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Winter 2000
Doctor Without Borders
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KOSOVO'S MEDICAL NEEDS, however, go far beyond inoculations. It is recovering not only from the direct conflict 18 months ago, but also from years of repressive Serbian government policies. For nearly a decade before NATO bombs fell, Kosovo Albanians had been living with an underground health system. Serbs had forced ethnic Albanian doctors out of hospitals and medical students out of schools. Textbooks and reference materials written in Albanian were destroyed. Record-keeping broke down.

Making due the best they could, ethnic Albanians set up clinics in private homes. Doctors tried to help half-trained medical students complete their education, offering lessons. But access to health care, medical supplies and drugs declined dramatically.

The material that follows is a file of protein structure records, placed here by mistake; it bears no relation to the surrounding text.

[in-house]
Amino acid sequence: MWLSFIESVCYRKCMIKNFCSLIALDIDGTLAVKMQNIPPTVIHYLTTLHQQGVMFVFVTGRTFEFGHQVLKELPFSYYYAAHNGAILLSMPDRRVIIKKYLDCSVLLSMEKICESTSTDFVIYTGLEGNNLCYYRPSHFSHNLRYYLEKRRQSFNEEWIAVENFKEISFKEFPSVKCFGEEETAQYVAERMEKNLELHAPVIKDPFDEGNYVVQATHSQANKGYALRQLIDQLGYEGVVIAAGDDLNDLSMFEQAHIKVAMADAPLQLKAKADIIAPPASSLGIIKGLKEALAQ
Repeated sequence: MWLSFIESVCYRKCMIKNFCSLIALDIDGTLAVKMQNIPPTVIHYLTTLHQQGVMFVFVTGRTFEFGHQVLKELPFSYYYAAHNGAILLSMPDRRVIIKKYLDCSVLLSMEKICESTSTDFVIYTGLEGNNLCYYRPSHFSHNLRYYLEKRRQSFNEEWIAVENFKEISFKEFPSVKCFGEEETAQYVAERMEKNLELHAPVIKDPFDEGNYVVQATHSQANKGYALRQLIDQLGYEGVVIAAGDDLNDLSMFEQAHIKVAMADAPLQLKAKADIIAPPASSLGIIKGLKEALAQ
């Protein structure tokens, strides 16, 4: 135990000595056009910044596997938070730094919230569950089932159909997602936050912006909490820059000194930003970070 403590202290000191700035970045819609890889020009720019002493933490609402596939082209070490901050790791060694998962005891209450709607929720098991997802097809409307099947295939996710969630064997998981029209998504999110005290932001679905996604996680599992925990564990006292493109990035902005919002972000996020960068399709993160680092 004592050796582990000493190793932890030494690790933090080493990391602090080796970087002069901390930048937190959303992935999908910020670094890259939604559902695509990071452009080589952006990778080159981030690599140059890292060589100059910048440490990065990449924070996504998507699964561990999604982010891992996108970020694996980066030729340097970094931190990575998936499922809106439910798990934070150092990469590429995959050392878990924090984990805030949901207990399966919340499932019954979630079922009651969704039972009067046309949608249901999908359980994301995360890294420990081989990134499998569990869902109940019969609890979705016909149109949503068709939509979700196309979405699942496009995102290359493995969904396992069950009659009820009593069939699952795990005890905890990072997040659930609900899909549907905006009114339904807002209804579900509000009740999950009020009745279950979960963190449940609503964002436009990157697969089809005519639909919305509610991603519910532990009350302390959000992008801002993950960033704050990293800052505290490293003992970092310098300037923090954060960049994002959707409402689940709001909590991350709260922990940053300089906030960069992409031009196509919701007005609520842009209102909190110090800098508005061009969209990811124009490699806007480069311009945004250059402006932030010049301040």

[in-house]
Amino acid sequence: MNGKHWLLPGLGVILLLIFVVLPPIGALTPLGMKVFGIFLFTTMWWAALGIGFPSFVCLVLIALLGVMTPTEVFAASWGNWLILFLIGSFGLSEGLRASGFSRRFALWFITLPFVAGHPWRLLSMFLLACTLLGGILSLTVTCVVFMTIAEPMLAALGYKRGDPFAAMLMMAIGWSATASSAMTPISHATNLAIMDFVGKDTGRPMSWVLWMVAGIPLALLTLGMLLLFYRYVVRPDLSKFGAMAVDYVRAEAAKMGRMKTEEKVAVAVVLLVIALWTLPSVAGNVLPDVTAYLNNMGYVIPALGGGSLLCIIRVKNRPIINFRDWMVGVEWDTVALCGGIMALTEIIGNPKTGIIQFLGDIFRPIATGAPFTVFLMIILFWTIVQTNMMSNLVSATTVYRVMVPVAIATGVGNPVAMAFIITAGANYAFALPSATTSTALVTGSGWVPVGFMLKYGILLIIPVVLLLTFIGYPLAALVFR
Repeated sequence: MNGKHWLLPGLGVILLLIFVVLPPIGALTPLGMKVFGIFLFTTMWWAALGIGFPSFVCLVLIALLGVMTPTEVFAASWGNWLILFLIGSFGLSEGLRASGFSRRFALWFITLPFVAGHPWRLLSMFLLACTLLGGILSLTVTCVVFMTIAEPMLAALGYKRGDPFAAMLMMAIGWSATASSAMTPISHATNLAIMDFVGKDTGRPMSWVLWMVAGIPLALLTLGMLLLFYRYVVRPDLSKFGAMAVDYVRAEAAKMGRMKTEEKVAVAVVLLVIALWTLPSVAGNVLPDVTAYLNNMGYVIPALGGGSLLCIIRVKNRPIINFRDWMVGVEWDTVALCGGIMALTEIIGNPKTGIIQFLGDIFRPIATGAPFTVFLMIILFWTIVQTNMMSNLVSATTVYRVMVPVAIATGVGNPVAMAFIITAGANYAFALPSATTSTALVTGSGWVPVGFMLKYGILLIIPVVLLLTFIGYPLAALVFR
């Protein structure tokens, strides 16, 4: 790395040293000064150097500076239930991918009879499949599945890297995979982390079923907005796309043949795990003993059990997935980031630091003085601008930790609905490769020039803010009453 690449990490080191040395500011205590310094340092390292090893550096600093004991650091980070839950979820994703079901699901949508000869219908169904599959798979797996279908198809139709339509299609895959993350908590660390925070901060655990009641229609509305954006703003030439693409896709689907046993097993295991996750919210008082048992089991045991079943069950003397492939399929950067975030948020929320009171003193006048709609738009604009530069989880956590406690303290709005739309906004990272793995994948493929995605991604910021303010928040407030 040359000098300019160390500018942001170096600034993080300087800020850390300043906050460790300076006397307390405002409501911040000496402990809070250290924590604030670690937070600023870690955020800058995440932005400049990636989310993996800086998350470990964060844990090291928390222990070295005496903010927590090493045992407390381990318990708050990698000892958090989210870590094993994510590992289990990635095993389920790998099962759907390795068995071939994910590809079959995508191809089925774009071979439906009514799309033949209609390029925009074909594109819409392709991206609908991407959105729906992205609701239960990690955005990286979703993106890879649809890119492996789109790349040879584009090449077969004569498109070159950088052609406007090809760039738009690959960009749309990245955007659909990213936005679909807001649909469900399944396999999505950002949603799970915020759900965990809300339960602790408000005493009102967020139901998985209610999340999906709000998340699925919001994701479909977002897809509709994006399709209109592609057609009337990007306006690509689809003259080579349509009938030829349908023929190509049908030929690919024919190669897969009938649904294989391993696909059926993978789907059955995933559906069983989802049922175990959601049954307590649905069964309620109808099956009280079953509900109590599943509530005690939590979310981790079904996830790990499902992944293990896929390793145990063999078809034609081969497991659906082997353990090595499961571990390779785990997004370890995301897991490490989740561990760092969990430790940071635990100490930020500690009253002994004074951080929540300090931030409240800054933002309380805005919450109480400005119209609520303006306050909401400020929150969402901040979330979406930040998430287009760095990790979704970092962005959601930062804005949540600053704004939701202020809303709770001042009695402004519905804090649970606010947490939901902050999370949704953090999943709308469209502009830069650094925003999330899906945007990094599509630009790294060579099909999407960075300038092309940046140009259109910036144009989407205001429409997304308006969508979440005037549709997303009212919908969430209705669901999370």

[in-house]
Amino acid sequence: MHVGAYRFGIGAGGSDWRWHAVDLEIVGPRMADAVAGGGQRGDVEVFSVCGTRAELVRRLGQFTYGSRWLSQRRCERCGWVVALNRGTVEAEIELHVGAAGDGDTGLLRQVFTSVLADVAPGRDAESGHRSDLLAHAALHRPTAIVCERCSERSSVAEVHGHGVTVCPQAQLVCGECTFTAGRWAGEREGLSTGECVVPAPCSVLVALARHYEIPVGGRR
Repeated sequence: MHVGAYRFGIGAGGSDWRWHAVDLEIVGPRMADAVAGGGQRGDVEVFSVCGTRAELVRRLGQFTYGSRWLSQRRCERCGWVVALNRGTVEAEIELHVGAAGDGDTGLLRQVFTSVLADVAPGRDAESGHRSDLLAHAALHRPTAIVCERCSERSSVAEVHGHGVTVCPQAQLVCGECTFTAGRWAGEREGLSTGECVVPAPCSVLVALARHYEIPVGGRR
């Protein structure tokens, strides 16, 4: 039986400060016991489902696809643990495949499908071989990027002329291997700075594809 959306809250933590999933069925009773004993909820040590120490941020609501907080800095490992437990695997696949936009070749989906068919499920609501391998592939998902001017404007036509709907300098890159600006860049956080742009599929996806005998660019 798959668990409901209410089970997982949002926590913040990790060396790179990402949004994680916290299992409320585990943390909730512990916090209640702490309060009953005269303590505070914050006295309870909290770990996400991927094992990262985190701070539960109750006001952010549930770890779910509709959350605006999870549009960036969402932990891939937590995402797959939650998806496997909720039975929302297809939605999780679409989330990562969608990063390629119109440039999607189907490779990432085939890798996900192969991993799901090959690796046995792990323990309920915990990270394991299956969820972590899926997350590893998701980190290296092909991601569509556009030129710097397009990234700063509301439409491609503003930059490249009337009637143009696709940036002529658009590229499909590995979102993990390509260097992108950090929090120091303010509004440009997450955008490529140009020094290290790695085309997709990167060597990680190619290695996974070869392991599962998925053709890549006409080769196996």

On days when I did not visit clinics, I worked at my group's office in Pristina on projects designed to address long-term needs. One of my major tasks was to develop health-record cards for women. Because the health-care system is still so fragmented and many people never see the same doctor twice, it is not practical for records to be kept at clinics or doctors' offices. Many women came to our clinic carrying little bunches of paper scraps, documentation of past visits with other doctors. We wanted to make formal cards that patients could keep and take with them whenever they went to a doctor.

We looked for other ways to make a long-lasting difference. With few reference books available in the Albanian language, the doctors and nurses of Kosovo can look only to materials written in Serbo-Croatian or another foreign language. Many ethnic Albanians are interested in forgetting everything Serbian, so English is the tongue of choice. We spent a good deal of time tutoring our hosts in English and showing them how to look up information on the Internet. We brought boxes and boxes of American books to leave behind.

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